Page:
And rather than being bogged down in more questions about the Spygate saga it was of the classic rivalry between the two clubs that Lampard chose to focus on as well as an admiration for two players he featured alongside in his own playing career.

Asked at his pre-match press conference if the Spygate saga was something he could forgive and forget, Lampard said: “It’s in the past.

“I’m certainly not going to dwell on it going into this game, I would rather dwell on the respect that I have for him as a coach.

“It was a great news story, it had a lot to it and it’s gone and I just look at him and how well he did with Leeds.

“He brought Leeds up the year after, they were one of the strongest teams in the Championship, probably the strongest in the year that we played against them at Derby so it was a very proud moment for us, for myself actually, to go against him and win that game.

“But it’s a game long gone now and I go up against him with a team in great form and I just see the football side of it now.”

Reflecting on Bielsa admitting on Thursday that he had learnt a valuable lesson about English football culture, Lampard said: “I’m absolutely not concerned about what lessons he’s learned or not.

“Honestly, I really don’t.

“I’m definitely not going to hang on it for this game. It’s long gone.

“I respect him, I respect Leeds. I’m only concerned with us being right to try and win the match.”

And what a match in prospect in the first meeting between fierce historical rivals Leeds and Chelsea for 16 years with United finally back in the top flight after their absence of more than a decade and a half.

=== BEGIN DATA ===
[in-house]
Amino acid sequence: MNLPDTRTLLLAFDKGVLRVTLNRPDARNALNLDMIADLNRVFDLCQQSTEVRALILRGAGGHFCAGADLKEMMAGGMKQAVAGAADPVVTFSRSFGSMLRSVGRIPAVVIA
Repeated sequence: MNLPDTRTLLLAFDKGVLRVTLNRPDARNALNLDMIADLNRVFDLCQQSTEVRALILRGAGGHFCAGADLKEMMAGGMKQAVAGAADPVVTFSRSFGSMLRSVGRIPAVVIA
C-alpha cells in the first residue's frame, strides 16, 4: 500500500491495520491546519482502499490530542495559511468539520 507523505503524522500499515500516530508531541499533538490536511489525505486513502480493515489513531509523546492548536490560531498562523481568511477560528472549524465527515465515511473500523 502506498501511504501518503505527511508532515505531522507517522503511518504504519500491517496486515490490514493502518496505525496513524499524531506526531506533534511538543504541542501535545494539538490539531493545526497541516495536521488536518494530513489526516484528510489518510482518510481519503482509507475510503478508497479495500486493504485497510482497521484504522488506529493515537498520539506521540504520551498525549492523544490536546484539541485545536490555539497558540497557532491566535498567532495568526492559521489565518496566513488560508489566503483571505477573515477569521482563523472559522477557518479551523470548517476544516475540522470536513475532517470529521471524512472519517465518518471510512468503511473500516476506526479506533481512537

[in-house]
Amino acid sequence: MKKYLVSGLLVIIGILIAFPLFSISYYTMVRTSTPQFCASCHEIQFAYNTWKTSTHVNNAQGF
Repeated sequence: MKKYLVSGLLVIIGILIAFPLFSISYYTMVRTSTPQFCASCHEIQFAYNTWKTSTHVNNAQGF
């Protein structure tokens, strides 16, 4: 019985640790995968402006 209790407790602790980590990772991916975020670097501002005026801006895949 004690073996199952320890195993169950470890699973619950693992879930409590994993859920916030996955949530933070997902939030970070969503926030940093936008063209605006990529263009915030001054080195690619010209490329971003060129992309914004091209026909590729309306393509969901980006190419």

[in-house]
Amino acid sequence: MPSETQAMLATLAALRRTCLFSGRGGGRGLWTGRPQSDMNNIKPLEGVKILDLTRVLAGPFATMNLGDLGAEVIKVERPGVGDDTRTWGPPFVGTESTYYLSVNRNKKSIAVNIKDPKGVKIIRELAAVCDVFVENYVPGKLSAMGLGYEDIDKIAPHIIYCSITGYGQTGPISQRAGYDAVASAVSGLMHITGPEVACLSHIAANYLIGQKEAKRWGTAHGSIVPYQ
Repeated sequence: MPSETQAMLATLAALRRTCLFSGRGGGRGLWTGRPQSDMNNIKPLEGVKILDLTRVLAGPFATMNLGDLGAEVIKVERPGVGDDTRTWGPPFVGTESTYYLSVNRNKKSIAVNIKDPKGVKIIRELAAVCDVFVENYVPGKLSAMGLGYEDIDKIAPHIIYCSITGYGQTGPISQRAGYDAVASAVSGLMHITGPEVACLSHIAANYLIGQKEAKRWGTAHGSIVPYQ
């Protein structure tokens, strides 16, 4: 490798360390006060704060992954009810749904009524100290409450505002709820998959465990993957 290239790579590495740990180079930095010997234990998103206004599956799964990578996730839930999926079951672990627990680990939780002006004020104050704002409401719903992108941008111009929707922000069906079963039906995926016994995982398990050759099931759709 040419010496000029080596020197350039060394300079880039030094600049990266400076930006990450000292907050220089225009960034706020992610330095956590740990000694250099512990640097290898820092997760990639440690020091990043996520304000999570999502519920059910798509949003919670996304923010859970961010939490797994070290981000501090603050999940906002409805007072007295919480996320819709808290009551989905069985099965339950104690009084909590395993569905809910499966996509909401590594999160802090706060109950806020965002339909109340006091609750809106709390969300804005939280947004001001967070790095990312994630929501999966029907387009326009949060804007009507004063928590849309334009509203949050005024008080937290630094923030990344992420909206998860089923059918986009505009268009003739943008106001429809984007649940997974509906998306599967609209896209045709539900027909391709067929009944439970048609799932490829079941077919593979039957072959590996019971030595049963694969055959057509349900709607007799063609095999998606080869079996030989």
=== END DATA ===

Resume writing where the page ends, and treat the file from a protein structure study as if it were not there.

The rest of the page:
For Lampard, it will be a first taste of the Leeds and Chelsea rivalry as a manager having had previous experience of the fixture as a player with the Blues until United’s relegation in 2004.

The rivalry between the two clubs all began in the 1960s when Don Revie’s Whites began ruffling the feathers of established top-flight big guns and Lampard is well aware of what the fixture means, even if it might be a rather different story for some of his foreign summer recruits.

Lampard reasoned: “I’m aware of the rivalry myself from being obviously a Chelsea player for so long and I know how the fans feel about it and that’s good.

“That’s football rivalry in the Premier League, two huge clubs having feelings and having a history.

“It’s hard for me to equate that history and talk to, I don’t know, Timo Werner and Kai Havertz and certain players.